The response of Moscow and its regional representatives to resort to a security-based approach to Tumso’s narrative is flawed. It might trigger an armed insurrection that is not rooted in Wahhabism, thus creating a broader appeal that would destabilize Russia. The only sensible alternative to challenging Tumso’s revived pro-independence narrative is political. This requires courage by Russia’s political elite and its regional administrators to admit fundamental flaws in state constructed narratives and mistakes in its policies. It appears that officials in Moscow and the North Caucasus see admission of mistakes as a manifestation of weakness that they think they cannot afford. Countering Tumso’s narrative would also require loosening the security-based policies in the region. The ruling elites in Moscow and Chechnya do not seem ready to implement this. They view it as a retreat, a notion anathema to them. However, it must be noted that Tumso’s projection into Chechnya’s social and media landscape triggered a robust discussion on hitherto taboo subjects. In fact, an influential Russian newspaper, Kommersant, highlighted that through discussing Tumso’s views openly, the official Chechen leadership injected a significant dosage of liberalization into local politics, of which other Russian regions could be jealous.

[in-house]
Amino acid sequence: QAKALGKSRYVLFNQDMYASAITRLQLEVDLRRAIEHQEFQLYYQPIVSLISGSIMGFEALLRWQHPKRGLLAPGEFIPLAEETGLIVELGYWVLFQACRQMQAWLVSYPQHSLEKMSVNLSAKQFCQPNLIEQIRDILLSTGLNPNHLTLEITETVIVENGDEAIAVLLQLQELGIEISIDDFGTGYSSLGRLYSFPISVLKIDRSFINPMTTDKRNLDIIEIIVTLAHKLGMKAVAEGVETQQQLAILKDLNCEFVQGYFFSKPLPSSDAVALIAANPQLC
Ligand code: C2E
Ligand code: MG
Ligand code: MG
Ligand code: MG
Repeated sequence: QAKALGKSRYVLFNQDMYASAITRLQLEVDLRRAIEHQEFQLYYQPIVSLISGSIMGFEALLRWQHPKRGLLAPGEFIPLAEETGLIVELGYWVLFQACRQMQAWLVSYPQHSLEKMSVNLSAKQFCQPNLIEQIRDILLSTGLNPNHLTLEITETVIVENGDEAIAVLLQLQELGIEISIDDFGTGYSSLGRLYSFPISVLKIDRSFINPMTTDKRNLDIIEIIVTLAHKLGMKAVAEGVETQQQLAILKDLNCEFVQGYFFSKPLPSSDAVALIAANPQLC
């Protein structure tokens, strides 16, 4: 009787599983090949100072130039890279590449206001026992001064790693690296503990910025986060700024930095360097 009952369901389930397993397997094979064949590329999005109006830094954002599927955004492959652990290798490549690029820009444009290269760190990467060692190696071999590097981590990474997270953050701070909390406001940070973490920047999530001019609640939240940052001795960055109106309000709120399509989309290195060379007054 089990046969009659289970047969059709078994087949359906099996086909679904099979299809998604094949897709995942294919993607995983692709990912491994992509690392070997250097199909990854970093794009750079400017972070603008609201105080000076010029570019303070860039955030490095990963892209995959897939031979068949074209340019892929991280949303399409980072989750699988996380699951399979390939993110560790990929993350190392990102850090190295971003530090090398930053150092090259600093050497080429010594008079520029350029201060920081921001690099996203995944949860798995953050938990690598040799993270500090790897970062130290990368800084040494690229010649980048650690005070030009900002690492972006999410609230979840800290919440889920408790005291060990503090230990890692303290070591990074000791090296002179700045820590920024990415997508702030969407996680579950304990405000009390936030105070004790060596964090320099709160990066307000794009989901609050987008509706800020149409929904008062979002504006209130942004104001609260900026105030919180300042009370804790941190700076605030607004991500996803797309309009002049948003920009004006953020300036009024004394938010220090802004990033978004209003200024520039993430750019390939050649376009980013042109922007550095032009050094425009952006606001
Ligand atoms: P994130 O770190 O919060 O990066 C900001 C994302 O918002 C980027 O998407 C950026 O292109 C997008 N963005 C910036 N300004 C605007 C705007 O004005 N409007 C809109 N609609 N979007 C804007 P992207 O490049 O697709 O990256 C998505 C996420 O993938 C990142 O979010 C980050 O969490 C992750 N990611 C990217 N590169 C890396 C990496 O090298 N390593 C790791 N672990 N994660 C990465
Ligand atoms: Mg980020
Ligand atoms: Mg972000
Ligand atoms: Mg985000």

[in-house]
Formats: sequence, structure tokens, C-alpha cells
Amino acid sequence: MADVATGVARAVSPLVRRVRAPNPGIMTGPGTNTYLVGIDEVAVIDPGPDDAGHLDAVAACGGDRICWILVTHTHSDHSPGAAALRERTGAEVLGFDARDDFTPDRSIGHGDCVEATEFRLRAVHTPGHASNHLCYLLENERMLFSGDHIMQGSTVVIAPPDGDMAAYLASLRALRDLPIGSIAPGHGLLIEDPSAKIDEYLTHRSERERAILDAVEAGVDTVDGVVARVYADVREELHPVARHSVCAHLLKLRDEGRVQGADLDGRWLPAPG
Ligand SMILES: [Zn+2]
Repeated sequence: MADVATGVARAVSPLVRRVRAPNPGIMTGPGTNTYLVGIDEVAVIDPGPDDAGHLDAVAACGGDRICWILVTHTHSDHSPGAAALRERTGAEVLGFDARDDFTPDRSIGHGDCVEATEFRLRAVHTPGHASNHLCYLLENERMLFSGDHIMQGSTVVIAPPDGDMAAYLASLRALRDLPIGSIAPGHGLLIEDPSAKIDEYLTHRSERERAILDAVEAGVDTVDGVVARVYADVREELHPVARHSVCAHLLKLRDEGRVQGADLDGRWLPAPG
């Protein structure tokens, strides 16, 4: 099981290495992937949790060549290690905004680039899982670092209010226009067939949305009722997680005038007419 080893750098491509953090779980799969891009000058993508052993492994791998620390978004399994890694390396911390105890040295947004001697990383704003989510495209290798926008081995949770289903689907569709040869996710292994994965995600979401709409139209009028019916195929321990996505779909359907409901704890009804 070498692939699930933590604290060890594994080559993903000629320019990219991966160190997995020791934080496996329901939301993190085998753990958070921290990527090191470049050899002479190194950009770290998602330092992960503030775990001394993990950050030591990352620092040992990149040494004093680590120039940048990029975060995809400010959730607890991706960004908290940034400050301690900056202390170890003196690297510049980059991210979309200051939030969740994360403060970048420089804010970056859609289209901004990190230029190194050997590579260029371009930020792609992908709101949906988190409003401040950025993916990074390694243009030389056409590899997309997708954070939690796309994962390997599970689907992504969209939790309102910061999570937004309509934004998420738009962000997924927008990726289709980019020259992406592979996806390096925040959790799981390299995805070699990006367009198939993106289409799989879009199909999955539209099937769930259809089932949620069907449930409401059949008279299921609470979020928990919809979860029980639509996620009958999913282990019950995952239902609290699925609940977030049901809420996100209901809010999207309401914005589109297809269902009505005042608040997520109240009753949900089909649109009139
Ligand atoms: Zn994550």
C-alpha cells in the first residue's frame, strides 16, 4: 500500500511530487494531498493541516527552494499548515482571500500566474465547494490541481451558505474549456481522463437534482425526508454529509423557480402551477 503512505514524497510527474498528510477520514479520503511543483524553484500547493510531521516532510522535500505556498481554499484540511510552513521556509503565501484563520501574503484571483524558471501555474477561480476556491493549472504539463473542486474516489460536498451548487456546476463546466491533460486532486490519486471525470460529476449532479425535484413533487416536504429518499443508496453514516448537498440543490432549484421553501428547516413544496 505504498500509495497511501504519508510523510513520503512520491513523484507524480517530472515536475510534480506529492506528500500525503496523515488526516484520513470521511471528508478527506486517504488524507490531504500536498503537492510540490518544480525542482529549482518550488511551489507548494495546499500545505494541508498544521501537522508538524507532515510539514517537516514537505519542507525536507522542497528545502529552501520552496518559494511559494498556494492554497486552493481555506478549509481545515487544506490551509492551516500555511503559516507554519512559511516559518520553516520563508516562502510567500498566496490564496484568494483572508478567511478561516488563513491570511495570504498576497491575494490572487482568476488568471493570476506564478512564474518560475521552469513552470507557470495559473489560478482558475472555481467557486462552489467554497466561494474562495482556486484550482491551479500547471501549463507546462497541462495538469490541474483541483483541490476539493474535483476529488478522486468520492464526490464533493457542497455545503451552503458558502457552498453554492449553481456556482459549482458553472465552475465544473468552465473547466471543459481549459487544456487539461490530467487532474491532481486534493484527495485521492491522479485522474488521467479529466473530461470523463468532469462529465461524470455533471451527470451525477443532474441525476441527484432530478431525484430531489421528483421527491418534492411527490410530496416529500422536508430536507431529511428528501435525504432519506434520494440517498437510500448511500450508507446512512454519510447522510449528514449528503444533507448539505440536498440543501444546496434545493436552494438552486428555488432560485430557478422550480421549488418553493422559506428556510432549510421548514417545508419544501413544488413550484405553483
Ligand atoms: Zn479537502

Considering the global political situation, it cannot be ruled out that Russia’s opponents in the West will use the revived pro-independence narrative in the North Caucasus as a tool to destabilize Russia. There is much bad blood between a significant percentage of the Chechen population and the current regime in Chechnya. A large Chechen diaspora resides in Europe scattered in many EU countries. Their role in the Ukrainian conflict is a clear sign that if the West creates an opening for them to confront Russia, they will answer the call.

This turn of events can be averted if Moscow chooses to play a long-term game. Instead of ignoring the elephant in the room, it should reconcile with the Chechen diaspora in the West in a manner that would create socio-political space for their peaceful presence in the North Caucasus.

A security-based response to the pro-independence narrative is adding fuel to the fire that NATO will exploit. Overall, the pro-independence narrative does not present a strategic threat to Russia yet, as it is poorly developed on a socio-political level and lacks political depth. The only aspect that raises the credibility of the pro-independence narrative is Moscow’s heavy hand in dealing with political dissent. Russia possesses solid federal structures and a relatively flexible socio-political policy that can accommodate the pro-independence camp in the North Caucasus without pushing them into NATO’s eager arms.